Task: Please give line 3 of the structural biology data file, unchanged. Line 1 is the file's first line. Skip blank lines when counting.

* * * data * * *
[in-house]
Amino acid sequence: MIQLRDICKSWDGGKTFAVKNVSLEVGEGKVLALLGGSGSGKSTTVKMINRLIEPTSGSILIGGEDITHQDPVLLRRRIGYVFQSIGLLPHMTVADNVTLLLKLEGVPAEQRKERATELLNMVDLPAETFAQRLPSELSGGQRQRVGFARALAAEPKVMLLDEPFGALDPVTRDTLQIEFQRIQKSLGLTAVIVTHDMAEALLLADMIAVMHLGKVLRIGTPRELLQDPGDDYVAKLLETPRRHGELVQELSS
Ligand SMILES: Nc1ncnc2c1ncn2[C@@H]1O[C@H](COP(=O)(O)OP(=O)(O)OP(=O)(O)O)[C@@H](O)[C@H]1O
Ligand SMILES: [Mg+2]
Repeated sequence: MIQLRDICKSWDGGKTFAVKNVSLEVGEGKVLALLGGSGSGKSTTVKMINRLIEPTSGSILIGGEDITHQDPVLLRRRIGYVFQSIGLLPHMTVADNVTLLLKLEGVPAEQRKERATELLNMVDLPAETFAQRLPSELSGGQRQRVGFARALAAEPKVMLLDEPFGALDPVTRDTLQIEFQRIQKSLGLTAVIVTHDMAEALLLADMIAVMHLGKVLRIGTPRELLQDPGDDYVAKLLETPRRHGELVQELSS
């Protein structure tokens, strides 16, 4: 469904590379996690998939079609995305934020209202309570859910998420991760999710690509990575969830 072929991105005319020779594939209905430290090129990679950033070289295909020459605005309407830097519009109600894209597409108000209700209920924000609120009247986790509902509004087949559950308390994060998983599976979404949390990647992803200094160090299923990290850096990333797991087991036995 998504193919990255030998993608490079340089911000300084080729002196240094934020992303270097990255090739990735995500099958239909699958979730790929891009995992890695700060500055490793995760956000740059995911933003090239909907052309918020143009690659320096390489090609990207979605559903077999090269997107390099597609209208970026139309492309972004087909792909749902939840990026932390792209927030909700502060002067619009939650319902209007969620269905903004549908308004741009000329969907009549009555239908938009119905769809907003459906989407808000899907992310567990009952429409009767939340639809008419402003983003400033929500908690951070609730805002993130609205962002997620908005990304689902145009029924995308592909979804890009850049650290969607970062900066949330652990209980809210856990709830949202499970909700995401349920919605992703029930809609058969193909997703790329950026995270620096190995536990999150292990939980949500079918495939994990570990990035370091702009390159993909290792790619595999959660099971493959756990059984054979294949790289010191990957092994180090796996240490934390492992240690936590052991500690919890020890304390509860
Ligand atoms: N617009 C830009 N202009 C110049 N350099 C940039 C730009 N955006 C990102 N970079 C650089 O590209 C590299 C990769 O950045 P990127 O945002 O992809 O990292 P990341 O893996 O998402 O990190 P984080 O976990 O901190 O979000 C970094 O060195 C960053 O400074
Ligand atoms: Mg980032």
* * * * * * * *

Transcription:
Ligand SMILES: Nc1ncnc2c1ncn2[C@@H]1O[C@H](COP(=O)(O)OP(=O)(O)OP(=O)(O)O)[C@@H](O)[C@H]1O